I have a solution. But it will take significant development. Here we go:
- Build a system to review call logs and allow people to (one time) go through and whitelist phone numbers they recognize. Those numbers would not be subject to the rest of this. (You can optionally whitelist whole area codes, if you don't want to subject this to the area codes you are called from the most.)
- When a call comes in that is not in the whitelist, the following will happen.
- If the phone number is not a valid number (I get calls with caller ID info that is like only 1 or 2 digits sometimes) the call is automatically routed to a fake number not found messsage
- If the number appears valid, Oooma picks up the call before ringing the home phone and starts recording. Then it plays a message that says:
This is not an answering machine, please do not hang up. In order to prove you are not an automated dialer, please enter the following number: 43
- The number would be a randomly generated 2-digit code every time. (If the phone thieves figure this out, the system may need to employ captchaesque techniques like telling them to enter the answer to what is 3 + 5.)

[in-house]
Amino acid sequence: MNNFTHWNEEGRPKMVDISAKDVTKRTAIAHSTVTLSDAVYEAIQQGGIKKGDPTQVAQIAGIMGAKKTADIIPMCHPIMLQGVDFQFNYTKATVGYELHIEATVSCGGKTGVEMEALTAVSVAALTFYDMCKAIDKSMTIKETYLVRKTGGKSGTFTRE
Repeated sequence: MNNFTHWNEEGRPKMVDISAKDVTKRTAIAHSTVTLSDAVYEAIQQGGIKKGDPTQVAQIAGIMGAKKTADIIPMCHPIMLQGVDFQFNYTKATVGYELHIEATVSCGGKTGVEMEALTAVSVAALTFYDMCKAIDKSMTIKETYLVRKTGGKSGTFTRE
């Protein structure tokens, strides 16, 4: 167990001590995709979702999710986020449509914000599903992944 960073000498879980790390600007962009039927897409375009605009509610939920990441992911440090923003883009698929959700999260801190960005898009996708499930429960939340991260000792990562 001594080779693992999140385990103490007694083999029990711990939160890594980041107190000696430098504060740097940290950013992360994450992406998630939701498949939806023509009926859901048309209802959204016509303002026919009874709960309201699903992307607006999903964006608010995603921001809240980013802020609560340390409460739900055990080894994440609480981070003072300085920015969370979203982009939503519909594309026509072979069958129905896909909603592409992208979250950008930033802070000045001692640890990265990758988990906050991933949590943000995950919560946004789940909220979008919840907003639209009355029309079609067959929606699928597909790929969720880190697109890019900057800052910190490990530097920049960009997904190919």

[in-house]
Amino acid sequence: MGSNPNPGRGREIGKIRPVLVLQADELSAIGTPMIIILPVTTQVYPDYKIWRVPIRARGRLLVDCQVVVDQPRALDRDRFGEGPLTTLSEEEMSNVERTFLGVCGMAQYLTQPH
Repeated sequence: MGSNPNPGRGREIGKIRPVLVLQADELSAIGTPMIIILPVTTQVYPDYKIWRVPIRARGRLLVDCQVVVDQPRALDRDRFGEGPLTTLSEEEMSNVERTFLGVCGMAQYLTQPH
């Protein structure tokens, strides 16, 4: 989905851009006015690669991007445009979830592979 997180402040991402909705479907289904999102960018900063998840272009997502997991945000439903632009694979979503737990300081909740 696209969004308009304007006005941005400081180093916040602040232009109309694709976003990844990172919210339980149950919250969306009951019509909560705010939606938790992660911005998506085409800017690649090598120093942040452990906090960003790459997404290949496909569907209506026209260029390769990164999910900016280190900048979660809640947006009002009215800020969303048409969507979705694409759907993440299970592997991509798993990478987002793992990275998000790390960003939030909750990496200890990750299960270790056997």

- If the number is entered correctly, the call goes through and rings the house phone.
- Numbers that make it through would be optionally white-listed (each user could control whether they want to auto-whitelist or not.)
- If there is no response, or the number is incorrect, but the person is still talking, keep recording until they stop (treating it like a no-answer voicemail).
- If anything was recorded, store it in the inbox, turn on the message light on the ooma and send a text mesage:
(Blacklisted call intercepted from [number] (x sec)) Listen via phone: [number] then press * or online: http://my.ooma.com.
- It would be cool if this could allow the user to respond with "White" or "Black" to whitelist or blacklist the number that triggered the text message, but, in order to do that, I would think Ooma would have to use unique "From" phone numbers to tie the response back to the appropriate number, and that may not be practical.
Once you get a call form someone that is intercepted in this way, you can log into my.ooma.com and review them and whitelist or blacklist the numbers directly from there.
So. How hard would this be to implement? How do we go about getting Oooma's attention to consider something like this?
This could really be the killer app that differentiates Oooma from the competition.